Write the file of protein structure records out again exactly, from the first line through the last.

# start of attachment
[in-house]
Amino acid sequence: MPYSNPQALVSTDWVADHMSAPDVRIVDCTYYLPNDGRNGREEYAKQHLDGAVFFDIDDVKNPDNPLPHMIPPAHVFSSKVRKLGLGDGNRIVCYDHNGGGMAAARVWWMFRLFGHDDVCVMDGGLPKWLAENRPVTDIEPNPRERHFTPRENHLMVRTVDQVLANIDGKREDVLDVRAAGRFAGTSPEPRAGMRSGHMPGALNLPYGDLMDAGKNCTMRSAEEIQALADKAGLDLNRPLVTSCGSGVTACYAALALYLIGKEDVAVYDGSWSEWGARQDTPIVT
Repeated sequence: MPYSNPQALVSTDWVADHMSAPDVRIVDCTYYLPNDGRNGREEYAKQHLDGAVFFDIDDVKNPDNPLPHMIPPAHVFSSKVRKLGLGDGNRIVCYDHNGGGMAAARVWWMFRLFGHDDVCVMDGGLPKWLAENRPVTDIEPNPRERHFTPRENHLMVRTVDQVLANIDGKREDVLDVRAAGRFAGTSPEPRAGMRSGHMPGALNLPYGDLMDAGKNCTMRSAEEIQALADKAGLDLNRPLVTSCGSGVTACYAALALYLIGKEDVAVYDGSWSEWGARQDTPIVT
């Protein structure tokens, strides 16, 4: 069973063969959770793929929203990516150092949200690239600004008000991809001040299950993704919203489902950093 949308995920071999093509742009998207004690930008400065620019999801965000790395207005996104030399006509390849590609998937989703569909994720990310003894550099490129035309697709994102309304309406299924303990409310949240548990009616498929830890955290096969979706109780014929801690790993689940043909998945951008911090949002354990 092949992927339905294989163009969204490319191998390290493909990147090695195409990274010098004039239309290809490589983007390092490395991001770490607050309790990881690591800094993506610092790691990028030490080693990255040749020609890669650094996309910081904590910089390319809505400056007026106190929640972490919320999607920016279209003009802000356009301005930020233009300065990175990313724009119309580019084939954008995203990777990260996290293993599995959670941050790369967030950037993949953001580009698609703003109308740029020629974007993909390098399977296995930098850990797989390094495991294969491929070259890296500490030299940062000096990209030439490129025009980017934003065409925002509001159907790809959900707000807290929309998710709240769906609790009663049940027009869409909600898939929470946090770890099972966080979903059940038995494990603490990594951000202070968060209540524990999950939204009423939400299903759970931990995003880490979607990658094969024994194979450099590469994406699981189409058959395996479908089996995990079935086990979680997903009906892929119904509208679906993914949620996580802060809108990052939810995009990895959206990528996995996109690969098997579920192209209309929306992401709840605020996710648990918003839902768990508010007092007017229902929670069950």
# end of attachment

[in-house]
Amino acid sequence: MPYSNPQALVSTDWVADHMSAPDVRIVDCTYYLPNDGRNGREEYAKQHLDGAVFFDIDDVKNPDNPLPHMIPPAHVFSSKVRKLGLGDGNRIVCYDHNGGGMAAARVWWMFRLFGHDDVCVMDGGLPKWLAENRPVTDIEPNPRERHFTPRENHLMVRTVDQVLANIDGKREDVLDVRAAGRFAGTSPEPRAGMRSGHMPGALNLPYGDLMDAGKNCTMRSAEEIQALADKAGLDLNRPLVTSCGSGVTACYAALALYLIGKEDVAVYDGSWSEWGARQDTPIVT
Repeated sequence: MPYSNPQALVSTDWVADHMSAPDVRIVDCTYYLPNDGRNGREEYAKQHLDGAVFFDIDDVKNPDNPLPHMIPPAHVFSSKVRKLGLGDGNRIVCYDHNGGGMAAARVWWMFRLFGHDDVCVMDGGLPKWLAENRPVTDIEPNPRERHFTPRENHLMVRTVDQVLANIDGKREDVLDVRAAGRFAGTSPEPRAGMRSGHMPGALNLPYGDLMDAGKNCTMRSAEEIQALADKAGLDLNRPLVTSCGSGVTACYAALALYLIGKEDVAVYDGSWSEWGARQDTPIVT
């Protein structure tokens, strides 16, 4: 069973063969959770793929929203990516150092949200690239600004008000991809001040299950993704919203489902950093 949308995920071999093509742009998207004690930008400065620019999801965000790395207005996104030399006509390849590609998937989703569909994720990310003894550099490129035309697709994102309304309406299924303990409310949240548990009616498929830890955290096969979706109780014929801690790993689940043909998945951008911090949002354990 092949992927339905294989163009969204490319191998390290493909990147090695195409990274010098004039239309290809490589983007390092490395991001770490607050309790990881690591800094993506610092790691990028030490080693990255040749020609890669650094996309910081904590910089390319809505400056007026106190929640972490919320999607920016279209003009802000356009301005930020233009300065990175990313724009119309580019084939954008995203990777990260996290293993599995959670941050790369967030950037993949953001580009698609703003109308740029020629974007993909390098399977296995930098850990797989390094495991294969491929070259890296500490030299940062000096990209030439490129025009980017934003065409925002509001159907790809959900707000807290929309998710709240769906609790009663049940027009869409909600898939929470946090770890099972966080979903059940038995494990603490990594951000202070968060209540524990999950939204009423939400299903759970931990995003880490979607990658094969024994194979450099590469994406699981189409058959395996479908089996995990079935086990979680997903009906892929119904509208679906993914949620996580802060809108990052939810995009990895959206990528996995996109690969098997579920192209209309929306992401709840605020996710648990918003839902768990508010007092007017229902929670069950």